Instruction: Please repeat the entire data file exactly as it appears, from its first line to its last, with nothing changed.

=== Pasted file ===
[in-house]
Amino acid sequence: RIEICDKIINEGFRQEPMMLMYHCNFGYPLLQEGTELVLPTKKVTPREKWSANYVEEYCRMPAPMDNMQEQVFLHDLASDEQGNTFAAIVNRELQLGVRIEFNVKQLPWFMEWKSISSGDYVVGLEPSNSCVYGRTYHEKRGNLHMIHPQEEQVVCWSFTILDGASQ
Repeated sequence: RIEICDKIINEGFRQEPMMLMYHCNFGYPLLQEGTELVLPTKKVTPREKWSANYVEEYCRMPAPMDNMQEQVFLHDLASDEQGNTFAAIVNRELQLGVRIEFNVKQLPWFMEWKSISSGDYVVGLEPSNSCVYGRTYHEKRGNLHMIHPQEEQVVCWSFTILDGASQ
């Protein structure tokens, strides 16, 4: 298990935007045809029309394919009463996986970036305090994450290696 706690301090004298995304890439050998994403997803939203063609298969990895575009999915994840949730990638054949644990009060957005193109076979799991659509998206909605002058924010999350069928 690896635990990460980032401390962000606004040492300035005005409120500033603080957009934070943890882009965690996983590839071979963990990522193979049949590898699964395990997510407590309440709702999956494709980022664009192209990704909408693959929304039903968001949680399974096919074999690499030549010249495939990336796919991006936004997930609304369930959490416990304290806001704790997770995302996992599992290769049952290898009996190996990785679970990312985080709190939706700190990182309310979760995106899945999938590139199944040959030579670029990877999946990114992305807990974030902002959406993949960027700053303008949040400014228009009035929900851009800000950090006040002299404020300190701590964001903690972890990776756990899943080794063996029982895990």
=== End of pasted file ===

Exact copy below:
[in-house]
Amino acid sequence: RIEICDKIINEGFRQEPMMLMYHCNFGYPLLQEGTELVLPTKKVTPREKWSANYVEEYCRMPAPMDNMQEQVFLHDLASDEQGNTFAAIVNRELQLGVRIEFNVKQLPWFMEWKSISSGDYVVGLEPSNSCVYGRTYHEKRGNLHMIHPQEEQVVCWSFTILDGASQ
Repeated sequence: RIEICDKIINEGFRQEPMMLMYHCNFGYPLLQEGTELVLPTKKVTPREKWSANYVEEYCRMPAPMDNMQEQVFLHDLASDEQGNTFAAIVNRELQLGVRIEFNVKQLPWFMEWKSISSGDYVVGLEPSNSCVYGRTYHEKRGNLHMIHPQEEQVVCWSFTILDGASQ
């Protein structure tokens, strides 16, 4: 298990935007045809029309394919009463996986970036305090994450290696 706690301090004298995304890439050998994403997803939203063609298969990895575009999915994840949730990638054949644990009060957005193109076979799991659509998206909605002058924010999350069928 690896635990990460980032401390962000606004040492300035005005409120500033603080957009934070943890882009965690996983590839071979963990990522193979049949590898699964395990997510407590309440709702999956494709980022664009192209990704909408693959929304039903968001949680399974096919074999690499030549010249495939990336796919991006936004997930609304369930959490416990304290806001704790997770995302996992599992290769049952290898009996190996990785679970990312985080709190939706700190990182309310979760995106899945999938590139199944040959030579670029990877999946990114992305807990974030902002959406993949960027700053303008949040400014228009009035929900851009800000950090006040002299404020300190701590964001903690972890990776756990899943080794063996029982895990």